In its relationship with suppliers, Bama also has gone to great lengths to maintain standards that result in consistency of product. Although a challenge, the company has located suppliers of key ingredients, such as apples and pineapples, that can match the quality and flavor of its U.S. ingredients.

"For apples, the U.S. Department of Commerce in Washington gave us a lead on who could help us," Kiely recalled. Treetop, a U.S. apple supplier, directed Bama to an apple grower in eastern China that offered a product with the consistency Bama was after.

Unlike in the U.S. market, Bama does not manufacture hot jam pies for the Chinese. "Those taste too different to them," said Silkwood. The bulk of the pies Bama produces for Chinese consumption have apple and pineapple fillings.

"We are looking into product development to modify our product for geographic preferences," said Silkwood.

Only 3 percent to 5 percent of the ingredients used in Bama products in China are imported from the United States, with the rest coming from China or elsewhere in Southeast Asia. U.S. ingredients are trucked to the Port of Los Angeles or the Port of Houston for shipping to Tianjin, near Beijing.

Bama uses freight forwarders, including Fritz Cos., to handle its imports to China. Fritz, in turn, selects the appropriate ocean carrier to haul the shipment.

Since its early days in China, Bama's business has grown at a rapid pace. The company's apple pies became an immediate success, particularly since they did not compete with traditional Chinese desserts. And when Bama introduced pineapple pies, sales doubled.

"The success of our product immediately changed our plans in China," Kiely said. "The plant quickly ran out of capacity."

In response, Bama decided an expansion was due. In September 1996, the company, along with its joint-venture partner, broke ground on a new 56,000-square-foot, $13m greenfield manufacturing and storage facility.

"The major difference between the new facility and the older one is the area of frozen and cold storage is proportionally very large," said Kiely. "This is because of our unique supply system in China that requires us to store ingredients for a longer period of time." For example, since China has a short growing season for apples and the produce is picked only once a year, Bama must store them frozen longer.

If anything makes Bama executives cautious about the future in China, it is credit.

Kiely worked through McDonald's suppliers to locate a site, which happened to be near its apple supplier.

The company expects to supply all of China and other Asian markets for the next 10 years from the new cold-storage facility.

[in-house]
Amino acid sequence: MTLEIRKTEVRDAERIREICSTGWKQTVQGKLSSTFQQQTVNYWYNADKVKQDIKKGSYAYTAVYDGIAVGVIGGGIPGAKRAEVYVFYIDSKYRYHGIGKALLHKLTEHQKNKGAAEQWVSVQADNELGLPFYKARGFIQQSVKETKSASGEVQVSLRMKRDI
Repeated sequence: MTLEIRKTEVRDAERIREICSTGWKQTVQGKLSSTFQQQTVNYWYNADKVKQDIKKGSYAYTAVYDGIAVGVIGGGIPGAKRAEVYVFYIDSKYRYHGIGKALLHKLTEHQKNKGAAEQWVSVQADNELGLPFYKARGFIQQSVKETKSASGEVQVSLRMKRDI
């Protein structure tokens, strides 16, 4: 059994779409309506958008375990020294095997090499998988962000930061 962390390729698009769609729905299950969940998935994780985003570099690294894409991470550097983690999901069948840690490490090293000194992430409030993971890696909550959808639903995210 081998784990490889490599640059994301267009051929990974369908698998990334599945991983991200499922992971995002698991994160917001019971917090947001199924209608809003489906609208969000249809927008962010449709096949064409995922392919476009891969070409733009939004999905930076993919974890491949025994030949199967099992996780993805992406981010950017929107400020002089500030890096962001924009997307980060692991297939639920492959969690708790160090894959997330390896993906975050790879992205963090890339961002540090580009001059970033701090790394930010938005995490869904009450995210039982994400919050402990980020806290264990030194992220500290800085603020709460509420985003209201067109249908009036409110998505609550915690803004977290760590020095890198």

The expansion is somewhat of a gamble for the company. Corporate executives know Bama's success is contingent on McDonald's success in China, and all Bama-McDonald's agreements were done with a handshake. But with McDonald's planning to have 1,000 restaurants in China by the end of the year 2000, Bama officials are confident.

McDonalds's executives see the China mainland market as their largest growth area outside of the U.S. Expansion in China has been nothing short of meteoric. McDonald's restaurants are found in Beijing, the Shenzhen Special Economic Zone and Hong Kong. Following its buy-out of the company's Hong Kong partner in April 1995, McDonald's worked to bring its China development unit and its Hong Kong operations closer.

McDonald's China Development Co. President Marvin Whaley said McDonald's experienced the same frustrations in establishing its mainland presence as it did elsewhere. "Things are very complicated in China because they're trying to do so much," he said. One of the biggest obstacles has been the availability of management personnel.

But just as it had recommended to Bama, McDonald's has forged joint-venture ties with powerful mainland partners, such as Beijing General Corp. of Agriculture, Industry and Commerce in the north and Guangdong International Trust and Investment in the south. It also used its know-how and resources to create infrastructure where none existed previously.

If anything makes Bama executives cautious about the future in China, it is credit. "Bank financing has never been easy in China since it is regulated by the government," said Kiely. "Interest rates are set by the government instead of the open market, and up until now, it has been difficult to secure funds for capital projects for longer than one year." While the current economic crisis is Asia could exacerbate that problem, Bama was fortunate in otbtaining favorable financing of its new project. "The rates were not cheap, but they were on terms we would accept," she said.